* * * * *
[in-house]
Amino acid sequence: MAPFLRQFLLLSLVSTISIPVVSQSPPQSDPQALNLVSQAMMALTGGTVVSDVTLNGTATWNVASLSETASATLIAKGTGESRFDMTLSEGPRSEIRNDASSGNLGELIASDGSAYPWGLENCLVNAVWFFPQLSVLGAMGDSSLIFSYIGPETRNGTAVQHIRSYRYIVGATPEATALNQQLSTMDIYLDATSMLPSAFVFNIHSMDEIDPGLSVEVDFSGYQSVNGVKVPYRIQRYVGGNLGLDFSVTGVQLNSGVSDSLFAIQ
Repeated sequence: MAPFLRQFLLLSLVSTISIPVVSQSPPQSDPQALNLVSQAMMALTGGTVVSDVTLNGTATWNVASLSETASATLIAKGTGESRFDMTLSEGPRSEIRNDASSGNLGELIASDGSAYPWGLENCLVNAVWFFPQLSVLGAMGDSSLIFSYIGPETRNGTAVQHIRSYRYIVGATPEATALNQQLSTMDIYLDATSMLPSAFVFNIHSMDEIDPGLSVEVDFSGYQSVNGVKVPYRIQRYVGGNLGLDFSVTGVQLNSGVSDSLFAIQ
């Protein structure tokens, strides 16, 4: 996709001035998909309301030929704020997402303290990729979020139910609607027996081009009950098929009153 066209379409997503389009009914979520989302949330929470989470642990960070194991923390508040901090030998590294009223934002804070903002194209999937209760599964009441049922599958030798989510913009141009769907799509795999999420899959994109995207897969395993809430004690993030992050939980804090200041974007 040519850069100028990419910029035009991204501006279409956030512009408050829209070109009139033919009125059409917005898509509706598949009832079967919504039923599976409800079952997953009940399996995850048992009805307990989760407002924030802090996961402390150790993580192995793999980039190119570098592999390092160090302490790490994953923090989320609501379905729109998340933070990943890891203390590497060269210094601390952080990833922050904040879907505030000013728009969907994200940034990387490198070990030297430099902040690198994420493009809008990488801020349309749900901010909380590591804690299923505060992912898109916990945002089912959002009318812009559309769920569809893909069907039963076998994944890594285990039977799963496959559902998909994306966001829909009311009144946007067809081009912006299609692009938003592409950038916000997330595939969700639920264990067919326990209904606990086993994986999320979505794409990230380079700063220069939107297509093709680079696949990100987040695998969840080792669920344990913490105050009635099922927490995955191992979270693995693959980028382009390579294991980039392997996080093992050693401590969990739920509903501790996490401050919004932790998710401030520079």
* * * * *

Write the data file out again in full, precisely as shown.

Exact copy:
[in-house]
Amino acid sequence: MAPFLRQFLLLSLVSTISIPVVSQSPPQSDPQALNLVSQAMMALTGGTVVSDVTLNGTATWNVASLSETASATLIAKGTGESRFDMTLSEGPRSEIRNDASSGNLGELIASDGSAYPWGLENCLVNAVWFFPQLSVLGAMGDSSLIFSYIGPETRNGTAVQHIRSYRYIVGATPEATALNQQLSTMDIYLDATSMLPSAFVFNIHSMDEIDPGLSVEVDFSGYQSVNGVKVPYRIQRYVGGNLGLDFSVTGVQLNSGVSDSLFAIQ
Repeated sequence: MAPFLRQFLLLSLVSTISIPVVSQSPPQSDPQALNLVSQAMMALTGGTVVSDVTLNGTATWNVASLSETASATLIAKGTGESRFDMTLSEGPRSEIRNDASSGNLGELIASDGSAYPWGLENCLVNAVWFFPQLSVLGAMGDSSLIFSYIGPETRNGTAVQHIRSYRYIVGATPEATALNQQLSTMDIYLDATSMLPSAFVFNIHSMDEIDPGLSVEVDFSGYQSVNGVKVPYRIQRYVGGNLGLDFSVTGVQLNSGVSDSLFAIQ
């Protein structure tokens, strides 16, 4: 996709001035998909309301030929704020997402303290990729979020139910609607027996081009009950098929009153 066209379409997503389009009914979520989302949330929470989470642990960070194991923390508040901090030998590294009223934002804070903002194209999937209760599964009441049922599958030798989510913009141009769907799509795999999420899959994109995207897969395993809430004690993030992050939980804090200041974007 040519850069100028990419910029035009991204501006279409956030512009408050829209070109009139033919009125059409917005898509509706598949009832079967919504039923599976409800079952997953009940399996995850048992009805307990989760407002924030802090996961402390150790993580192995793999980039190119570098592999390092160090302490790490994953923090989320609501379905729109998340933070990943890891203390590497060269210094601390952080990833922050904040879907505030000013728009969907994200940034990387490198070990030297430099902040690198994420493009809008990488801020349309749900901010909380590591804690299923505060992912898109916990945002089912959002009318812009559309769920569809893909069907039963076998994944890594285990039977799963496959559902998909994306966001829909009311009144946007067809081009912006299609692009938003592409950038916000997330595939969700639920264990067919326990209904606990086993994986999320979505794409990230380079700063220069939107297509093709680079696949990100987040695998969840080792669920344990913490105050009635099922927490995955191992979270693995693959980028382009390579294991980039392997996080093992050693401590969990739920509903501790996490401050919004932790998710401030520079």